To be truly vasana and sorrow-free, we must uphold Dharma, or higher universal values, like compassion, non-violence, truth, compassion, fairness, etc., that benefit all of us, alongside our impulses to do our own thing, even noble and spiritual things.
Whenever we talk about following our true nature (not following vasanas), we need to think beyond our immediate gratification and what will make us happy quickly to what will make our bigger Self happy, in a win-win, holistic, organic and sustained way.
The knower of Self begins to own the joy, as well as the suffering, of other beings (humans, animals and plants) as his own. This is Dharma.
The Bhagavad Gita, 6,32
In accord with this important idea of Dharma, even though I had wanted to close my Ayurveda program much earlier, I allowed it to run for three more years, with my full attention and support, until all students had graduated successfully and we completed our ethical agreements to everyone (and ourselves). In the Vedas, the ‘I’ is always a ‘We’, and 'our thing' is never going to be a cause of sorrow for another, since we all share the same Self.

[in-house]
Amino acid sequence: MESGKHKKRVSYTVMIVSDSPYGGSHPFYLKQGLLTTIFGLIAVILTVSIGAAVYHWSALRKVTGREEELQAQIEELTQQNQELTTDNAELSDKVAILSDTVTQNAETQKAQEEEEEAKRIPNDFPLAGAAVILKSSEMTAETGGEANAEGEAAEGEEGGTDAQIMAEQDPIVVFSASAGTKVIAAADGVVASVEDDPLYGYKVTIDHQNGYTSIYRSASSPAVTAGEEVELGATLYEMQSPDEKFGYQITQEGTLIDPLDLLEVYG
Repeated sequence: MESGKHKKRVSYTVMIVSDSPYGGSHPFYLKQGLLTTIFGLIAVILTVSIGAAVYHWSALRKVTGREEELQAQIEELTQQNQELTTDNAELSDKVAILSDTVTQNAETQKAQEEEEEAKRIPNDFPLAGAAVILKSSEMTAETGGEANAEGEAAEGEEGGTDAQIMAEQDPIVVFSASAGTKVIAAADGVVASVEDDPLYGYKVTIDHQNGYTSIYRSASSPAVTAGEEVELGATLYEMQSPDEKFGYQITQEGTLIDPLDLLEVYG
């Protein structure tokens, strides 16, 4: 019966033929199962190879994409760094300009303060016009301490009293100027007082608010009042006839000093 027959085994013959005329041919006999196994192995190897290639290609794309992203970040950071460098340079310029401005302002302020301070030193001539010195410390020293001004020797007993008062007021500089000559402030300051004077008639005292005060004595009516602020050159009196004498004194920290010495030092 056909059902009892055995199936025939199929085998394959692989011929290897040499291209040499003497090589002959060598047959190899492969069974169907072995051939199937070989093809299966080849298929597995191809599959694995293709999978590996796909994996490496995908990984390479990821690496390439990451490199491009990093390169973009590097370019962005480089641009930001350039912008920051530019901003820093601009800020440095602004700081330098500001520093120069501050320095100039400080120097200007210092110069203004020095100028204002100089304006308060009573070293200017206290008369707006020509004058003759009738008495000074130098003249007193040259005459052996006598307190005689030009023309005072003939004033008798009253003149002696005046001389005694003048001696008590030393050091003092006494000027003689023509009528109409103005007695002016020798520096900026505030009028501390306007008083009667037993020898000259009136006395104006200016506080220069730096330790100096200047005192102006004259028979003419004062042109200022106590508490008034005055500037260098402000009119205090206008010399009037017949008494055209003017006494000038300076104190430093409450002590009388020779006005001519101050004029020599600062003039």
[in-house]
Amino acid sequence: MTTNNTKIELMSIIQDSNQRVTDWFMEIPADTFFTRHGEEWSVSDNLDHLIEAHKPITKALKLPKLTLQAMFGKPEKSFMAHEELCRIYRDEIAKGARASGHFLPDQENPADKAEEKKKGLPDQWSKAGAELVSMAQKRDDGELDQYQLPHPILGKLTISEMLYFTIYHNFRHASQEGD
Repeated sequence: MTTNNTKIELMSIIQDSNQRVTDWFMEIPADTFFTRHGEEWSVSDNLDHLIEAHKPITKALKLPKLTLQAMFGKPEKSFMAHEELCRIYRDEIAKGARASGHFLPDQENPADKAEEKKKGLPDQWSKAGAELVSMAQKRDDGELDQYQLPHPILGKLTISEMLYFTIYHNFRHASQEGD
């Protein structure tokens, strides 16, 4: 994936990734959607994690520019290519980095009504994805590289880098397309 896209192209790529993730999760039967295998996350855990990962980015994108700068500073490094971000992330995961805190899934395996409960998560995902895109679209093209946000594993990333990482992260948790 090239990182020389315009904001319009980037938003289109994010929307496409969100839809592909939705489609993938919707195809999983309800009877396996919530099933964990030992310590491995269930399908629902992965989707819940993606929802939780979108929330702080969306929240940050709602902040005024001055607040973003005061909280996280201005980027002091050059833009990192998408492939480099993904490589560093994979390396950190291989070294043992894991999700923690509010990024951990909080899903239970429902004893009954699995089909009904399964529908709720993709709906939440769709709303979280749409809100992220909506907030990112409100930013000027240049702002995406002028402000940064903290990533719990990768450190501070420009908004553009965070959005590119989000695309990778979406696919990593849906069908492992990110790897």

With profound love and joy,
*This is an excerpt from Acharya Shunya's forthcoming book tentatively titled "Everlasting Joy." Sign up for her mailing list to receive updates on the release of this new book.
Acharya Shunya is a Vedic lineage holder and teacher of nondual wisdom from the Upanishads and Bhagavad Gita, along with the Vedic sciences of Ayurveda and Yoga. She is the spiritual preceptor of a global community of truth seekers. She teaches out of her wisdom school, Vedika Global, based in Emeryville, California, USA and lectures worldwide. She is the award-winning author of Ayurveda Lifestyle Wisdom (Sounds True, 2017), voted among the Top 10 Books in Alternative Medicine by Health Line (2017). To find out more and explore studying the ancient wisdom from Vedic seers with Acharya Shunya, visit her official website maintained by her students: www.acharyashunya.com.